LEGO Mindstorms Ev3: Pathfinding Build

I’ve developed a forward aggressive pathfinding algorithm for my Ev3 build, using RobotC. The build is a modified version of the Ev3rStorm flagship model. It took about 4 hours to build. I’ve placed a touch sensor on the right shoulder, and also a medium motor on the left arm which will be used to power a gripper.

The Ev3rStorm is fairly stable considering its height because it skates, rather than steps. The two large motors behind the shields power its legs. I’m only running them at 30% speed so the steps of the algorithm are clear to the observer.


Here’s the IR sensor:

IRsensor front

The Ev3rStorm IR sensor in set to proximity mode–it stops when it’s roughly 6 inches from a detected obstacle. It then tries to turn left or right (determined by rand() ) and proceed forward. If both ways are blocked, it backs up for 3 seconds and then tries left or right again, and forward.

The touch sensor is used to stop the robot.

//set flags for obstacle, right, left to FALSE
//seed srand() with current time
//while the sensor touch value is not set:
//while the IR distance is less than 30 (value set to approximate 6 inches):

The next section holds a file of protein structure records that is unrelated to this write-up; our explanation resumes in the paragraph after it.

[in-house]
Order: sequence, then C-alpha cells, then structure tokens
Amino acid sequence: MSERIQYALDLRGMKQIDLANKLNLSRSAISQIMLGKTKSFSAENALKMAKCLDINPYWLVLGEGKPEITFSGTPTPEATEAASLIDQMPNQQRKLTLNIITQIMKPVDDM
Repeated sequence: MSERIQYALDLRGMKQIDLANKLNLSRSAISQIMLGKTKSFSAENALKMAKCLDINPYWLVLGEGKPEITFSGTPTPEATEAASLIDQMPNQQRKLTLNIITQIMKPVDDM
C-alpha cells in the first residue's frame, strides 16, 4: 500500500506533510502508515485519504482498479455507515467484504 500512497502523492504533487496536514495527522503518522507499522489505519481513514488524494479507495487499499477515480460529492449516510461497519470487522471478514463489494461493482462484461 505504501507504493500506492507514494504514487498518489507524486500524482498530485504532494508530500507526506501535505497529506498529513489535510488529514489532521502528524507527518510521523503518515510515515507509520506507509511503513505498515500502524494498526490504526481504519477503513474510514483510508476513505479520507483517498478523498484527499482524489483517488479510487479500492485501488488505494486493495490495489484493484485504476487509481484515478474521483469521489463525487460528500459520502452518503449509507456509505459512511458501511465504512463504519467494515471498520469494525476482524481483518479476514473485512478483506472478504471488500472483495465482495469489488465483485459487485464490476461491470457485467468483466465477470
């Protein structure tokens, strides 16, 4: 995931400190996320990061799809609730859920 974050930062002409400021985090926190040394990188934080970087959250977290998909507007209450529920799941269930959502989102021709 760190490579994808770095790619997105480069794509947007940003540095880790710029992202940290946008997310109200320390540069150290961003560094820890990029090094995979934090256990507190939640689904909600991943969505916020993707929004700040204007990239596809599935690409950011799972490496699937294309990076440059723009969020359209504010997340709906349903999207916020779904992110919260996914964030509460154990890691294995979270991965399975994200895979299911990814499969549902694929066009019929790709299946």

//turn on the motors and go forward
//obstacle detected? toggle obstacle flag : continue

//if obstacle && sensor wasn’t pressed, try to find another path
//roll for left or right, turn and try to go forward
//toggle left and right flags
//if there’s still no way, back up for 3 seconds and roll for left and right again
//continue until sensor button pressed

This algorithm is effective in navigating simple spaces. There are some limitations to the IR sensor, however. It has trouble detecting reflective and very dark objects. Additionally, the distance is detected from the high standing height of the Ev3rStorm, making it impossible to detect low, small obstacles.

There are several ways that I’d like to improve on this build:

  1.  Add an additional, low-mounted Ultrasonic sensor for improved low obstacle detection.
  2. Implement gripper functionality on the left arm.
  3. Add an extra step to the algorithm to react when an object is farther away, and attempt to change course slightly instead of just charging forward until the obstacle is unavoidable.

In the future, I plan to build a low-mounted, modified SpiK3r for improved stability and obstacle detection. I’ll also be mounting a gripper in the front. It would be an interesting experiment to attach an additional sensor to the tail, and have the tail attached to  a medium motor so that it can rotate and continually scan the environment from a higher perspective. Using two visual sensors in tandem would allow the SpiK3r to smoothly navigate an obstacle-laden terrain, and also look ahead for its target or targets.


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